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GLIN==> Seminar - Ann Arbor, May 8 - TIME CORRECTION



Title:
Please note that the start time for the seminar by Stuart Ludsin on May 8 is being moved up to 10:00 a.m. to avoid a conflict with another seminar at the University of Michigan.  The following seminar notice is a corrected version of the one transmitted yesterday.   I apologize for any inconvenience receiving a double posting may cause.

Dave Reid


- - - - - REVISED NOTICE- - - - -

SPONSORED BY THE NOAA GREAT LAKES SEMINAR SERIES
    http://www.glerl.noaa.gov/news/seminars/

Title:  "A Changing Lake Erie Fish Community:         Unraveling the Mechanisms Involved""

Speaker:  Dr. Stuart A. Ludsin, NOAA/GLERL, Ann Arbor, Michigan

Date:  Thursday, May 8, 2003

Time:  10:00 a.m.  (<=  NOTE TIME CHANGE)

Where:
GLERL Main Conference Room
2205 Commonwealth Blvd.
Ann Arbor, MI  48105
For directions:
     http://www.glerl.noaa.gov/facil/triptik.html

Abstract:
Owing to the combined effects of phosphorus abatement programs and Dreissenid introductions, Lake Erie has experienced dramatic changes in its physical (e.g., enhanced water clarity, reduced bottom anoxia in the west basin) and biological (e.g., reduced phytoplankton and zooplankton biomass; recovery of benthic mayflies) attributes. The effect of these changes on Lake Erie's fish communities, however, remains largely unknown. Herein, I use long-term (1969-2001) data on fish abundance and growth from Lake Erie's west and central basins, in combination with historical water chemistry and weather data, to explore the potential effects of reduced system productivity on fish population and community dynamics. Specifically, I discuss gross trends in the fish community structure (e.g., species richness and composition) in relation to phosphorus availability, and the implications of these changes for important fisheries (e.g., walleye Stizostedion vitreum). I also demonstrate how reduced phosphorus availability seemingly has altered yellow perch (Perca flavescens) recruitment mechanisms, causing a switch from dependence on temperature (1969-1986) to a dependence on stochastic inputs of phosphorus from the watershed in recent years. Ultimately, I discuss what these changes likely mean for both Lake Erie user groups and resource management agencies.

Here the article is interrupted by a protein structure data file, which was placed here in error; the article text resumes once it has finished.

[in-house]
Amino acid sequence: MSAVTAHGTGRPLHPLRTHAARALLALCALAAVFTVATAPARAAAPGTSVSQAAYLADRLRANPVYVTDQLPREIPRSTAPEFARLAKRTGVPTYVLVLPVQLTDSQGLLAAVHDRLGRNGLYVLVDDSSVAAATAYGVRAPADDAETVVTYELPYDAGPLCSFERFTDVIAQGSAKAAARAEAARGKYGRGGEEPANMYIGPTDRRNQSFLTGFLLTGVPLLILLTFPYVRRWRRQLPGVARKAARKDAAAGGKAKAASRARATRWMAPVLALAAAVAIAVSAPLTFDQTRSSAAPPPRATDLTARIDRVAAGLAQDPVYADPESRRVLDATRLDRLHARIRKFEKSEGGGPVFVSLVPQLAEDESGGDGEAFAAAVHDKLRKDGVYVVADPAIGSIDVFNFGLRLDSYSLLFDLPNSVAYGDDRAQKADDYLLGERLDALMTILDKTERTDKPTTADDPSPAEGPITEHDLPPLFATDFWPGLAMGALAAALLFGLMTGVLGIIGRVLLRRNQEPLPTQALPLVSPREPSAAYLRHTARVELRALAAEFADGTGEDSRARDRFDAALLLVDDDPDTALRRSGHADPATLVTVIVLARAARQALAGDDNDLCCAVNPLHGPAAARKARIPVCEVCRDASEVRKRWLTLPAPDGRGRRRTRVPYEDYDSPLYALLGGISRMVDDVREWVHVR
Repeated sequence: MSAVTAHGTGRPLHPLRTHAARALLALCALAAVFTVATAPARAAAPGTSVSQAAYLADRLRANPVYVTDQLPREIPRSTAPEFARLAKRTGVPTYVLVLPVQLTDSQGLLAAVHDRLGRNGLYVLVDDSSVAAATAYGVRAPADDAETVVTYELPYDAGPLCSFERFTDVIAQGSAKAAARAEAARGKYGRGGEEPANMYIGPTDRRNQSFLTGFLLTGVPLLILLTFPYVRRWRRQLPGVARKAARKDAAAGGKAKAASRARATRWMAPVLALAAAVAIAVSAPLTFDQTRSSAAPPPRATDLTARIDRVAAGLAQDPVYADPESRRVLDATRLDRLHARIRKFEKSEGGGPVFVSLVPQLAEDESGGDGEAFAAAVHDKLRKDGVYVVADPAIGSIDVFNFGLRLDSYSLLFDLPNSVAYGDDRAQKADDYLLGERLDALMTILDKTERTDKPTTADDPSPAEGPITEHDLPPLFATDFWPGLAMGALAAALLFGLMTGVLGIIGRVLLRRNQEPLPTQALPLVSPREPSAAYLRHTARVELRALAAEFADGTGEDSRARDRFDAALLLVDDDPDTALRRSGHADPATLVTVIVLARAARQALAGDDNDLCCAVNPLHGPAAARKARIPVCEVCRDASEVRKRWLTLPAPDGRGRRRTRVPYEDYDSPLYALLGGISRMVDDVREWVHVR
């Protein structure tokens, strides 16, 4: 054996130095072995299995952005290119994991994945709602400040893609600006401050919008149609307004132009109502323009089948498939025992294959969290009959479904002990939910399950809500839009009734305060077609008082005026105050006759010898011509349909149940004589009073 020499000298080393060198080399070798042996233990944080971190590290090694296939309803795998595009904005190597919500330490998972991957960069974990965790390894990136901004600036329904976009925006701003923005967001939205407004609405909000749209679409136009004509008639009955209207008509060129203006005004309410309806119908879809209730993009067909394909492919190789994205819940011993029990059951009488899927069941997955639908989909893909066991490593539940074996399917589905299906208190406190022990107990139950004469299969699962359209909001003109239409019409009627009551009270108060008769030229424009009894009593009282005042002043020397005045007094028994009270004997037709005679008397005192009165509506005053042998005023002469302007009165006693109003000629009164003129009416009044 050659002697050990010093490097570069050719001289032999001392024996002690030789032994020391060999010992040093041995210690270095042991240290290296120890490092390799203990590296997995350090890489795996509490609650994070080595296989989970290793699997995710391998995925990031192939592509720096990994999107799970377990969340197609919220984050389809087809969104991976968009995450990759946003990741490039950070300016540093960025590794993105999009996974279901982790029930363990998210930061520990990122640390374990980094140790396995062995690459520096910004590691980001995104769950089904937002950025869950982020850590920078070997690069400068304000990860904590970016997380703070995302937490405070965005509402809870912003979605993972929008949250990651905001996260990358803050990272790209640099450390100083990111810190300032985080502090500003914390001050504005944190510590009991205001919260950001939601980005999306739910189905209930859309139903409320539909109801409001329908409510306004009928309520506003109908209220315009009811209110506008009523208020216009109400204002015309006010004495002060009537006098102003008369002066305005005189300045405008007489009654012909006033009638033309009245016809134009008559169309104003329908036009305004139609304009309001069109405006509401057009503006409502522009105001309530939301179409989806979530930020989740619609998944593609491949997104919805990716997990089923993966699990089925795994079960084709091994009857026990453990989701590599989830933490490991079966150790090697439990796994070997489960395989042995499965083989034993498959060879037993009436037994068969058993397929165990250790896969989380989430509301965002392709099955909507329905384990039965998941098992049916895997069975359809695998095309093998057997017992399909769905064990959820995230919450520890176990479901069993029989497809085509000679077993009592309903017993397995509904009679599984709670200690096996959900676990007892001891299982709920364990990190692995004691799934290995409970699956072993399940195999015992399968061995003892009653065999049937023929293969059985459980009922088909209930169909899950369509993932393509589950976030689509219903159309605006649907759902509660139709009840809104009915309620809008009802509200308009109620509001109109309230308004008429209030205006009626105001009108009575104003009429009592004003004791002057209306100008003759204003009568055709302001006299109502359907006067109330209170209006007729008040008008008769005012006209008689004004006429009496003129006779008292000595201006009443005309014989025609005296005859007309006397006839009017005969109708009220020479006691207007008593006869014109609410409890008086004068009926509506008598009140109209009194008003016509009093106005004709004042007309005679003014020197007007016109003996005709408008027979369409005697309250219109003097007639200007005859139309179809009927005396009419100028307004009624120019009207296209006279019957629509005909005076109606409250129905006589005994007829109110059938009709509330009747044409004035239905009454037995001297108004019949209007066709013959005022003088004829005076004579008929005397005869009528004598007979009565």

For more information, contact:
    David Reid
    734-741-201
    David.Reid@noaa.gov





-- 
David F. Reid, Ph.D.
U.S. Department of Commerce
National Oceanic and Atmospheric Administration
Great Lakes Environmental Research Laboratory
2205 Commonwealth Blvd.
Ann Arbor, MI  48105-2945
Voice:	734-741-2019
FAX:	743-741-2055
GLERL home page:
   http://www.glerl.noaa.gov
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